We sailed through California, Nevada, Idaho, Wyoming, and Utah, clipping Montana and Arizona along the way. No mind-numbing traffic, rolls of hay for days (each scene could’ve had its own frame, entitled The Great American Landscape), blocks of bright green surrounded by seas of waterless yellow, decrepit road-side shacks, small places with big stories, ordinary towns at the base of extraordinary mountains, deep red and pink. This was the America I hadn’t known.

We ended up spinning over 3700 miles of road in twelve days. Exponential tire rotations. Twelve tanks of gas. From San Francisco to DC, then practically back again. And yet it feels like nothing. One hundred miles pales to 1000. Before, as many as fifty would’ve been a big affair. Three hours in a car would’ve been a dozen lifetimes, now it’s cake.

They say comparison is the thief of joy. Not for road trip brain. Time and space become so concretely relative to a point of unwavering contentedness. No future distance will seem insurmountable, no period of time will be plagued by made-up endlessness. Indeed, comparison is now cause for joy. One day in a car will be long, but it will never be twelve.

How to aptly describe a road trip? How to recall what has been seen and felt? Panama by The Cat Empire plays on loop. Delirium sets in. Just watch:

The rust red canyons of Zion. I hurt my ankle there. But who gives a shit! Zion exists!
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Death Valley: so hot you want to peel your skin off and hang it on the nearest cactus.

Craters of the Moon

To go to the moon, simply go to southeastern Idaho.

Use Bonneville to break land speed records. Or fly kites at sunrise. It’s whatever.
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Ah, take a dip in Lake Powell. Bring your telescope. Watch the stars. Sift through wet clay-sand with your toes. Cool the fuck off.


Rhyolite, Nevada

Part ghost town, part junk yard, part art installation, part rattlesnake haven.

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The blood-red American expanses of Wyoming! A state with a heart as big as its sky.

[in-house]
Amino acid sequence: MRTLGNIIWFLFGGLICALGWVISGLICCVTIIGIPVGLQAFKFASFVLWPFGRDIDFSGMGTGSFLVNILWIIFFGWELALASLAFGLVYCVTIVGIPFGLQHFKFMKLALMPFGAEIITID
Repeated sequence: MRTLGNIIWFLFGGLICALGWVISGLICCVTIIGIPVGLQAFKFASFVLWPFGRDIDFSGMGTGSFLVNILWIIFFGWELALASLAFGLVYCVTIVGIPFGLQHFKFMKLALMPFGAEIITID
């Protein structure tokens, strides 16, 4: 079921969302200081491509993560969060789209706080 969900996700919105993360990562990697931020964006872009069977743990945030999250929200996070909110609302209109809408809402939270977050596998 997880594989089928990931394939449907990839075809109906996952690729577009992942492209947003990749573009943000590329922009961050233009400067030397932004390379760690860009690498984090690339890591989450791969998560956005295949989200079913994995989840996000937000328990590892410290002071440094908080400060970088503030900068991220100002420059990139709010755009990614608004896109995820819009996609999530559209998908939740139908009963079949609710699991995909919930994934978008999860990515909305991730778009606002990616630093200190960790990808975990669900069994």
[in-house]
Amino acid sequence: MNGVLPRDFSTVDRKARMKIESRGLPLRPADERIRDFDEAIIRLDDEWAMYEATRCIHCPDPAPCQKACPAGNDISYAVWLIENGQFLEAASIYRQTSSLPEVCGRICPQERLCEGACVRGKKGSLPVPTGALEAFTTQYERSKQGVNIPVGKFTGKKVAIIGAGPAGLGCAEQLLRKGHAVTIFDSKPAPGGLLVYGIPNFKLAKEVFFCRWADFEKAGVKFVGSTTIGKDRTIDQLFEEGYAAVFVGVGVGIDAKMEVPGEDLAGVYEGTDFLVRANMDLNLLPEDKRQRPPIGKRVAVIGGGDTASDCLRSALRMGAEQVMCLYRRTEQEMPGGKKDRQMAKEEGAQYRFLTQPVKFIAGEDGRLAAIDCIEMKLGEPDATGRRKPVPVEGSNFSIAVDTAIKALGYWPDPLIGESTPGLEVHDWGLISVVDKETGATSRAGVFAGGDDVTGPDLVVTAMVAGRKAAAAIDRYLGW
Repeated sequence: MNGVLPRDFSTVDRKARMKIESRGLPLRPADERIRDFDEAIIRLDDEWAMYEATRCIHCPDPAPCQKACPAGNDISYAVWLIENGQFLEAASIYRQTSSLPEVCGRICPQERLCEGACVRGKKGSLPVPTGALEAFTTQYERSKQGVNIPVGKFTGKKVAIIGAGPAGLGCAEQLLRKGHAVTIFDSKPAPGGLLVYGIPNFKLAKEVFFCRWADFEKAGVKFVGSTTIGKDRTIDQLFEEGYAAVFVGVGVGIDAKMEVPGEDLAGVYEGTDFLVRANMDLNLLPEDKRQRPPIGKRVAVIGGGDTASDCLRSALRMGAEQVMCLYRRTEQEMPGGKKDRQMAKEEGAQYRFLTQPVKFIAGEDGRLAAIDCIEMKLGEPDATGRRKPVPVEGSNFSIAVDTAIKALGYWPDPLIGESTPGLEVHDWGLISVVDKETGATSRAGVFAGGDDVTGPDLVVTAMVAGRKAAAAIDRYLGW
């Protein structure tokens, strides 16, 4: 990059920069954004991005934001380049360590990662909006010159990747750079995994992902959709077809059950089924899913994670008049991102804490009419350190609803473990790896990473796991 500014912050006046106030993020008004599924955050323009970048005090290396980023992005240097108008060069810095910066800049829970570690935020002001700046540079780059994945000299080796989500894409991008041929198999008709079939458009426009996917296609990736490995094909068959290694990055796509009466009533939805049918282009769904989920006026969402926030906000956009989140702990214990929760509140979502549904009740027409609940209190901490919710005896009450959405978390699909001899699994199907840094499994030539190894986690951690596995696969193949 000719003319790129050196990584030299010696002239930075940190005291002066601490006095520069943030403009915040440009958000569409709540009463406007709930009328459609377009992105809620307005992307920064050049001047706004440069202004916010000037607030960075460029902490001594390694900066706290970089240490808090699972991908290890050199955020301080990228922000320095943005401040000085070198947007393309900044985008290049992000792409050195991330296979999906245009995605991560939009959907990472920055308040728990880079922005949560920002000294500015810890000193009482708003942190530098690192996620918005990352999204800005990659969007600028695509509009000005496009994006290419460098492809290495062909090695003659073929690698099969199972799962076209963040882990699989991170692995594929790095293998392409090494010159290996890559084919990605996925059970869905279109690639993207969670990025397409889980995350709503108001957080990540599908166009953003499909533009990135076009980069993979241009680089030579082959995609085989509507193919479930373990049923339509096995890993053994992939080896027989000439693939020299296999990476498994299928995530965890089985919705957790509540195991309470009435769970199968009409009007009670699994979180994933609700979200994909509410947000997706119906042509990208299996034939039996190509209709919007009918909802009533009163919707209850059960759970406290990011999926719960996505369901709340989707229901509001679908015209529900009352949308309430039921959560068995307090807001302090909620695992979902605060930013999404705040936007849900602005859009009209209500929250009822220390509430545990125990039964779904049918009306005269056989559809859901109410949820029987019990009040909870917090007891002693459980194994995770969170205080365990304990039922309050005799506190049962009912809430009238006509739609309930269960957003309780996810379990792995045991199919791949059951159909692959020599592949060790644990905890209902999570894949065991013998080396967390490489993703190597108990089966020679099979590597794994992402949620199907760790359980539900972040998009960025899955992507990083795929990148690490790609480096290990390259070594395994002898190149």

Lovely Yosemite, kissed by glaciers and then left hanging.

Salt Lake City

Excellent Ethiopian fare! Also nice Mormons with big smiles and even bigger pamphlets.

Vegas: You’re tacky and I hate you.

In the best way possible, Jackson is like a cowboy in a diamond suit.
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Then we’re left with charmed California. Where the roads end. We left San Francisco only to be on our way back, left the fog for a few moments of sun and travel-induced clarity only to open the curtain and crawl back in. The fog stays, we go. The fog stays, we change.

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Wait, was that yesterday or last week or last year? Whose turn is it to buy gas? I’m not listening to you with that sunset in my face. I want more cookie butter. We missed our exit. Turn around! Too much cookie butter. I’m tired, can’t sleep. Ramen, go to hell. Let me close my eyes for a second. Roll over once, then once more. Go in circles on the ground like a greasy on-the-go hotdog. Running water is a nice thing. Can you play Panama again? These people can’t drive! But neither can we. Our shit’s piled to the sky, so high we can’t see. Pack up your socks, scattered everywhere like tiny white dirty ghosts and leave! Leave for wherever you want, wherever you can manage. I’ve lost a sock! There’s no actual destination. That’s the joke of it all. I’ve lost all my socks.

That’s road trip brain.